Connecting Saint Paul’s Riverfront via Union Depot

Over at MinnPost, Peter Callaghan writes of the proposed River Balcony in Downtown St. Paul. This is a planning effort to connect Downtown St. Paul to its riverfront alongside large-scale redevelopment from the old West Publishing and County Jail sites to the west to the old Downtown Post Office being redeveloped as the Custom House to the east.

This planning effort should also push to build an extension of the Union Depot concourse to the riverfront to serve future river transportation and build a public connection between the riverfront and Lowertown.

River Walk

River Balcony concept. City of St. Paul via MinnPost

While the idea of a front porch for Downtown St. Paul overlooking the river should be attainable, the connection to the riverfront itself is daunting – especially because of Shepard Road and the freight railroads that occupy the riverfront below the bluff. Other than a sidewalk sandwiched between Shepard Road and the river’s northern levee, there’s not a compelling reason for people to be along the waterfront between Ontario Street and Sibley Street, just down the bluff from the heart of downtown.

Yet there’s still appeal to connecting people to the water itself. Herbert Tousley IV, chief development manager for Exeter Group, is quoted by Callaghan saying, “There is a disconnect between downtown and the river. From the standpoint of people living and working downtown, it’s a huge amenity to make that connection.”

More action on the riverfront

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Custom House (left), Union Depot Concourse (background), Mississippi Queen at Lambert’s Landing (foreground). Flickr / CC / Mike Hicks

There’s even more of a reason to connect Downtown to the Riverfront if St. Paul can regain its historical role as the northern gateway for passenger travel along the Mississippi. In 2017, European cruise giant Viking River Cruises will launch a Mississippi River cruise product with the northern terminus somewhere in the St. Paul area. While officials from Stillwater and Red Wing pitch their cities’ riverfronts to Viking, St. Paul would be the natural home for a terminus with its abundant amenities and multimodal connections to the region.

With all of these changes on the horizon for St. Paul’s downtown riverfront, it’s time we take a look at another opportunity to connect people to the water: Union Depot.

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The renovated Concourse. The Mississippi is just beyond those windows at the back. Flickr / CC / Mike Hicks

Extending the role of Union Depot’s concourse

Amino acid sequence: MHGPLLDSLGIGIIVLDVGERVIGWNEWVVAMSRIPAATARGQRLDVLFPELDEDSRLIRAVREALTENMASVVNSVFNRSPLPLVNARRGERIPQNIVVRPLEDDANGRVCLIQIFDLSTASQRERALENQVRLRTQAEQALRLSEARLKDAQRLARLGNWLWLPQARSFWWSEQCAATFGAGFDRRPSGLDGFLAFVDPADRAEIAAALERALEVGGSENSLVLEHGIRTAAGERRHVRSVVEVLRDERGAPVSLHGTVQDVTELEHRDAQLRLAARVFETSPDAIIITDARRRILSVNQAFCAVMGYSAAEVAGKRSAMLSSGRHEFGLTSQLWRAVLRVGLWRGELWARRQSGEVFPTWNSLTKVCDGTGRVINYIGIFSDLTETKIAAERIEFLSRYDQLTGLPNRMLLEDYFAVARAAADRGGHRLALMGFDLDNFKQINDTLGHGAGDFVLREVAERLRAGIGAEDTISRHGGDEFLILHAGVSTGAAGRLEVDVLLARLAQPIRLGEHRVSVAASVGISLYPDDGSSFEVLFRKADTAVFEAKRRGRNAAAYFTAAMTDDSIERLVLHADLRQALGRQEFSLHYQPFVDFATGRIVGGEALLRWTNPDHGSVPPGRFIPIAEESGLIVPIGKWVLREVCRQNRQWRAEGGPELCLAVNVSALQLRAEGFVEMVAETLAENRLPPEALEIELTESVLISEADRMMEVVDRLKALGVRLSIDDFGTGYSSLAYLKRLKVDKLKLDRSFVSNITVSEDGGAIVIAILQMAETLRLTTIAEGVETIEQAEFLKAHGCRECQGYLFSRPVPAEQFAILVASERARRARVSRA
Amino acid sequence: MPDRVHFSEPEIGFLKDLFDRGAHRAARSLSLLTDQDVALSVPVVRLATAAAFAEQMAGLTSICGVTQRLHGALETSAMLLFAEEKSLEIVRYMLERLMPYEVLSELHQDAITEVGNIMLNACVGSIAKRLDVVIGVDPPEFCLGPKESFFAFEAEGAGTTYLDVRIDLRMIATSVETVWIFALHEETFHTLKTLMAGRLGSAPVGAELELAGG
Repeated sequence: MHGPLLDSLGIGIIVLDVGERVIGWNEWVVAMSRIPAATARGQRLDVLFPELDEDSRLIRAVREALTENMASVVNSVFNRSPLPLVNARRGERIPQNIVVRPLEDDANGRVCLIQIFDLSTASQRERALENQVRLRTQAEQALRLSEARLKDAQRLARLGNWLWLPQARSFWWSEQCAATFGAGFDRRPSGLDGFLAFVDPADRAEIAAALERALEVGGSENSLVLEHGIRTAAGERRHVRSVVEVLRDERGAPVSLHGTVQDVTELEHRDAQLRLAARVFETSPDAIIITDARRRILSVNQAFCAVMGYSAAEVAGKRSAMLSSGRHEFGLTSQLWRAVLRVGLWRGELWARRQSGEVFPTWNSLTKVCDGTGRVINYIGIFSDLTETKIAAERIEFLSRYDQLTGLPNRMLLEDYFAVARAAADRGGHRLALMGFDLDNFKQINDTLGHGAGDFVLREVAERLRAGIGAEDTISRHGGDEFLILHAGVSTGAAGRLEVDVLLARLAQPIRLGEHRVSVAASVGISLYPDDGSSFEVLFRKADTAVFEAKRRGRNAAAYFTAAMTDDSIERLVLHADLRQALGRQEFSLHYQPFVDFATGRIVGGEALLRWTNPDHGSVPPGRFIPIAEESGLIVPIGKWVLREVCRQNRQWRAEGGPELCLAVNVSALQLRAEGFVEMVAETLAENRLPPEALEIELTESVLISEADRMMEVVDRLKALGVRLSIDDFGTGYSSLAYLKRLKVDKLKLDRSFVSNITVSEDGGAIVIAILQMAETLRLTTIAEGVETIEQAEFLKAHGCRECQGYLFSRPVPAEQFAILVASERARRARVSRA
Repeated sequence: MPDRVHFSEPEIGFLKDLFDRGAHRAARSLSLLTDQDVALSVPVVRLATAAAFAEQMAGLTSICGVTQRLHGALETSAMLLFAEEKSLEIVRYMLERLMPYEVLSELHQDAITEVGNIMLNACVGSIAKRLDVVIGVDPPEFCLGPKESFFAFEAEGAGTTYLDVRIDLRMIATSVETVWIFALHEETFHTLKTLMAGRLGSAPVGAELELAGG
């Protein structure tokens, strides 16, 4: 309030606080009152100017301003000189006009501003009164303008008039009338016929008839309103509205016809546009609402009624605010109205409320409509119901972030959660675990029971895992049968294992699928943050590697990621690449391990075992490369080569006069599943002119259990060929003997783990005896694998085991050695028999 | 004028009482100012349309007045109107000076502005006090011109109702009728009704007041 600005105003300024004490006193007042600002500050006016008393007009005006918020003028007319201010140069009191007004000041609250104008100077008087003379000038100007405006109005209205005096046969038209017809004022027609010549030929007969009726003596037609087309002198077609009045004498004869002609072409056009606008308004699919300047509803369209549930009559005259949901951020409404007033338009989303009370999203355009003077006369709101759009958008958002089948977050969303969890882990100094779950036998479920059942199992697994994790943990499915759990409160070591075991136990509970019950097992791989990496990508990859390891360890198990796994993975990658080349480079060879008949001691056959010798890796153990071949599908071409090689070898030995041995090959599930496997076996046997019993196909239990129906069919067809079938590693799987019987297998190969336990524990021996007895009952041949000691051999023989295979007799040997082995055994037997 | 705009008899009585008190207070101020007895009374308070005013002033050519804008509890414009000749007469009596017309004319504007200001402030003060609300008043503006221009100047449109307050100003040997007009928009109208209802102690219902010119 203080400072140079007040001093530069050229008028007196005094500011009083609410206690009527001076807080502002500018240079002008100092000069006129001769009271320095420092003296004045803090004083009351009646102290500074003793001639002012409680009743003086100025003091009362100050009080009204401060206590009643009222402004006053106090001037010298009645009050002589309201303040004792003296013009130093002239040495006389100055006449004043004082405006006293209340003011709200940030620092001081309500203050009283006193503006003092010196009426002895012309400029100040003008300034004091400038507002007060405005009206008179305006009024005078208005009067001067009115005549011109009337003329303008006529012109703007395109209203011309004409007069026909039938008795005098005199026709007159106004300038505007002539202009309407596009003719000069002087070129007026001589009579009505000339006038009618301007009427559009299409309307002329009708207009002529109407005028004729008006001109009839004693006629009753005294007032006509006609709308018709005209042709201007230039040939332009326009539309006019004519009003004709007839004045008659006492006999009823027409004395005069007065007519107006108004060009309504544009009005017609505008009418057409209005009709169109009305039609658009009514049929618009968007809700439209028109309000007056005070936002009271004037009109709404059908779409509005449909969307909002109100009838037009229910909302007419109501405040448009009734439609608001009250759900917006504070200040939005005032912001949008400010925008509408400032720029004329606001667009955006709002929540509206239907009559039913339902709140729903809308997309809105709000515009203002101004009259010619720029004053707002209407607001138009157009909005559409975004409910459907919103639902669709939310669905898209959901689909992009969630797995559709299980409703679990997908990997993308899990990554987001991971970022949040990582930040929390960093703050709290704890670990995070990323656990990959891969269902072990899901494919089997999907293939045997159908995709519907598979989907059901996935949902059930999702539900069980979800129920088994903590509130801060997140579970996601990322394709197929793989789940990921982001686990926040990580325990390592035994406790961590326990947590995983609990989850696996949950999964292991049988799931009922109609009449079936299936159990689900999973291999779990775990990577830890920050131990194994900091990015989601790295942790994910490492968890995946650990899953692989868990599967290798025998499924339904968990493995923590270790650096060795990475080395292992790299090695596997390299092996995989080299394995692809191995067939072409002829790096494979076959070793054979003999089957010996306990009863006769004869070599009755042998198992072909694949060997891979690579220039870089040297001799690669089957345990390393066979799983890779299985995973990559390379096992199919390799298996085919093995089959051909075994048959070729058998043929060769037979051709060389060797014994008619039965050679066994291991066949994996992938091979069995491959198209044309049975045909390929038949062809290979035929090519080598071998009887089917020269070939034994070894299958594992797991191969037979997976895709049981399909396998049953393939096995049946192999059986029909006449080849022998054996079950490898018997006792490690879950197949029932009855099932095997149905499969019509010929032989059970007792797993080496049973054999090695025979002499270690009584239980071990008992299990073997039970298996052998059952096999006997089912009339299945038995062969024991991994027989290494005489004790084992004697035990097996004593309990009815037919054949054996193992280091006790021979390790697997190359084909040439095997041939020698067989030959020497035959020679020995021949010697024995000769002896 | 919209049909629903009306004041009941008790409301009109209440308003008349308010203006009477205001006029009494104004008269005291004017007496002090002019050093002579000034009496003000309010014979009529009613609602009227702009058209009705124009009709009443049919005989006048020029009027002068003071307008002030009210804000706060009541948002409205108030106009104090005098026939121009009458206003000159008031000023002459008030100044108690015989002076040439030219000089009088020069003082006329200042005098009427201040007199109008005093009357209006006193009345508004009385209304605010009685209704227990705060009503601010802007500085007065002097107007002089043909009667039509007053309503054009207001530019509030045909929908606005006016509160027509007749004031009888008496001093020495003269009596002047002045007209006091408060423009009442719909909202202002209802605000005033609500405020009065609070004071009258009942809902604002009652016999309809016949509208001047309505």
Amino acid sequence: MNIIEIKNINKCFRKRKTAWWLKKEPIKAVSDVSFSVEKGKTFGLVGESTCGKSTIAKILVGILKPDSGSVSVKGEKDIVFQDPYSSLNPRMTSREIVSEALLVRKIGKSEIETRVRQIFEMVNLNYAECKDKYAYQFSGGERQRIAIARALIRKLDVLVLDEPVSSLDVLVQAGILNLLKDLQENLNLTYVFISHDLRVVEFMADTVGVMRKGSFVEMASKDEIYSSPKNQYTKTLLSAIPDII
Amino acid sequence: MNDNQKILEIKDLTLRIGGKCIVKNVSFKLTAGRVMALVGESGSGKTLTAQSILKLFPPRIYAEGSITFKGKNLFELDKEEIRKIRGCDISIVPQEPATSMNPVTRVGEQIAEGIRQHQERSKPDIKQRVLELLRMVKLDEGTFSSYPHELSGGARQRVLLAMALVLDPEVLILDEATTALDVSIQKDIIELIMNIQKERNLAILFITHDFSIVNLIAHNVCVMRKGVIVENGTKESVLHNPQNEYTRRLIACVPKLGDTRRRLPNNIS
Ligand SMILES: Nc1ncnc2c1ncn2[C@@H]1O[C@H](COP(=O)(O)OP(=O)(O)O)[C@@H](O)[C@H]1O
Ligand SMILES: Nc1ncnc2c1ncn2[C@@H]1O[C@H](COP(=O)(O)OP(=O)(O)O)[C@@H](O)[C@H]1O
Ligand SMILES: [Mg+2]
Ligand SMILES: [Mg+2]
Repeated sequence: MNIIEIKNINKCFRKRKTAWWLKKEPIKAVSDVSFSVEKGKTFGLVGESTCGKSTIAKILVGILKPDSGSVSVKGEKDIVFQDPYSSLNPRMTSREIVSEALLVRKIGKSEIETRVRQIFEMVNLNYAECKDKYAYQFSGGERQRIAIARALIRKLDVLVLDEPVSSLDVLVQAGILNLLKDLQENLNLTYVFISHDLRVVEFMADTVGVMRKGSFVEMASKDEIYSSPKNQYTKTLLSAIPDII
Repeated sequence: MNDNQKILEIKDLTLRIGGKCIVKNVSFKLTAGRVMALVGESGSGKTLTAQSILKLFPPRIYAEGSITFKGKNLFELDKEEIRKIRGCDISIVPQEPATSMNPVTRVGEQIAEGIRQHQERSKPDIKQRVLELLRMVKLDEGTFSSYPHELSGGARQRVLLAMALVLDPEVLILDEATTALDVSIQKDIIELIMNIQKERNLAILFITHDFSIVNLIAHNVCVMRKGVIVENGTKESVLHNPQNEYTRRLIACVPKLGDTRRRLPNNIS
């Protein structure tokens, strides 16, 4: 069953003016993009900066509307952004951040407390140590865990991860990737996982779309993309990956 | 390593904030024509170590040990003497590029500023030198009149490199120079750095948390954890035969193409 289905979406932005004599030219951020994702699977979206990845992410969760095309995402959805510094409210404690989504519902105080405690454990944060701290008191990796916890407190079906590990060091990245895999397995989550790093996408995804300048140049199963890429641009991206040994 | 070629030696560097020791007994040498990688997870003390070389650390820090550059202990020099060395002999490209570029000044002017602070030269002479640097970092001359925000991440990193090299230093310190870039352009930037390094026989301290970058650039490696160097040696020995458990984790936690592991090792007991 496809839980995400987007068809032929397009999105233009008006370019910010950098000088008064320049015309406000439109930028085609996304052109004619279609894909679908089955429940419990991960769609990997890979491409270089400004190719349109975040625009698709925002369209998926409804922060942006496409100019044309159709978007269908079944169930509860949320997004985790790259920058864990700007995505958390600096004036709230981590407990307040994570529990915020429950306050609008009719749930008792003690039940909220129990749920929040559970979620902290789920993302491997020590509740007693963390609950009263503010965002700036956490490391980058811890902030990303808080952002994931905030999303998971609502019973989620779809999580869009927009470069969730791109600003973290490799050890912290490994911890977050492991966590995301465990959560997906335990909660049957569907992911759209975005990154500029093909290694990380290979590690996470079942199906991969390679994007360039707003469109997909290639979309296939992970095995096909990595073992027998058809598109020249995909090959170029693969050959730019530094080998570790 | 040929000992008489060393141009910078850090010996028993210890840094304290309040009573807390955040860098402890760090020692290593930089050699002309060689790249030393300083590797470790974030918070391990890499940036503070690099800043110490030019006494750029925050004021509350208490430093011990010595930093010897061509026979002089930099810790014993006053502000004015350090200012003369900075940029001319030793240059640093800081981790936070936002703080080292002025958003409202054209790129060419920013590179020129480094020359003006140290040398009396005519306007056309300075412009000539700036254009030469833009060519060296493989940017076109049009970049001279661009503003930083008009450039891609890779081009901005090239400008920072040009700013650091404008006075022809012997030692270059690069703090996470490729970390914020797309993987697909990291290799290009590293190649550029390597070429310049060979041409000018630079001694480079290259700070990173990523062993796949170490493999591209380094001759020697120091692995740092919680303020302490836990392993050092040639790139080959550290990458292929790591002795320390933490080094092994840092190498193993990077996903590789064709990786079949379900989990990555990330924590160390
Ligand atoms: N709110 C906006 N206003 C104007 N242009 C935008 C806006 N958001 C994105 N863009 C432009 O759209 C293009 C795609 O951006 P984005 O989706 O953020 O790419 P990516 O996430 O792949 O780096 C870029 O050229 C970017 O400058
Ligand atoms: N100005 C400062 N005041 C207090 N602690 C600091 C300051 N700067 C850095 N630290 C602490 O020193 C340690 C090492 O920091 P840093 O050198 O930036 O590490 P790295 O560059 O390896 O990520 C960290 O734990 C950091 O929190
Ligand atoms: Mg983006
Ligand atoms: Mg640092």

Union Depot’s concourse was originally built to bring passengers across 18 passenger tracks and 9 platforms so they could get to and from waiting trains. The cavernous concourse is over 400 feet long, and extends as far today as it did when it opened in 1923. The concourse serves Amtrak, local and long distance bus service, and will someday serve additional passenger rail services.

Except for these transportation connections, the concourse is a long dead-end walk, but with great views of the riverfront as a reward at the end.

Depot aerial 2009_02

Riverfront: So close, yet so far away. Pre-renovation photo. Flickr / CC / Ramsey County

It’s less than 300 feet from the end of the existing concourse to the shore of the Mississippi River. This is a relatively trivial distance given the overall vastness of the Union Depot complex, but it’s a vital missing link. St. Paul should build an extension of the concourse across the railroad mainlines and Shepard Road to truly connect the riverfront to Lowertown and eastern Downtown St. Paul.

A new connection could serve Viking River Cruises and other river transportation providers. Passengers would have a clear and inviting welcome to Downtown, local hotels and restaurants, and frequent transit service to Downtown Minneapolis or MSP Airport. It would leverage the existing passenger amenities and infrastructure in the newly-renovated St. Paul Union Depot, potentially including waiting areas for cruise passengers as well as ticketing, luggage service, and general office space for cruise companies.

A new connection would also provide a crucial link from Downtown to the riverfront, Lower Landing Park, and the trail network that extends along the river. The link would overcome the railroad and Shepard Road as barriers between Lowertown and the River by crossing overhead, and it would overcome the barrier of the intense grade change between Kellogg Blvd and the river by providing vertical circulation.